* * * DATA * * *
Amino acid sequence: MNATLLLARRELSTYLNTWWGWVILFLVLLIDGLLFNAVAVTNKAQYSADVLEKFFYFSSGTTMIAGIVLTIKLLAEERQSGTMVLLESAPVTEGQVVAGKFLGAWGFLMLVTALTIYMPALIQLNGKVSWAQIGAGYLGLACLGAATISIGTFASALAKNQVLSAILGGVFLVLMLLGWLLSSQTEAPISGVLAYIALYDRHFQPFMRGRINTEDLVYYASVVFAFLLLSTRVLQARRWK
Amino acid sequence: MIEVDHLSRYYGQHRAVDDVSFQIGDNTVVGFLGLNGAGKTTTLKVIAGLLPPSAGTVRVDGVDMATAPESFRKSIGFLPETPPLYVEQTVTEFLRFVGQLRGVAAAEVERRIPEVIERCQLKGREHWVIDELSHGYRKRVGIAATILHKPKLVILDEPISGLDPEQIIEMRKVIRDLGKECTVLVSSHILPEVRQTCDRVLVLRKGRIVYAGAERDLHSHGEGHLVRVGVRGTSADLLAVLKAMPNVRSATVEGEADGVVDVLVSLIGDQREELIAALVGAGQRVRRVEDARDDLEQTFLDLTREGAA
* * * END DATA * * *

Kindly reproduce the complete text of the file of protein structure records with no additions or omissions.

Amino acid sequence: MNATLLLARRELSTYLNTWWGWVILFLVLLIDGLLFNAVAVTNKAQYSADVLEKFFYFSSGTTMIAGIVLTIKLLAEERQSGTMVLLESAPVTEGQVVAGKFLGAWGFLMLVTALTIYMPALIQLNGKVSWAQIGAGYLGLACLGAATISIGTFASALAKNQVLSAILGGVFLVLMLLGWLLSSQTEAPISGVLAYIALYDRHFQPFMRGRINTEDLVYYASVVFAFLLLSTRVLQARRWK
Amino acid sequence: MIEVDHLSRYYGQHRAVDDVSFQIGDNTVVGFLGLNGAGKTTTLKVIAGLLPPSAGTVRVDGVDMATAPESFRKSIGFLPETPPLYVEQTVTEFLRFVGQLRGVAAAEVERRIPEVIERCQLKGREHWVIDELSHGYRKRVGIAATILHKPKLVILDEPISGLDPEQIIEMRKVIRDLGKECTVLVSSHILPEVRQTCDRVLVLRKGRIVYAGAERDLHSHGEGHLVRVGVRGTSADLLAVLKAMPNVRSATVEGEADGVVDVLVSLIGDQREELIAALVGAGQRVRRVEDARDDLEQTFLDLTREGAA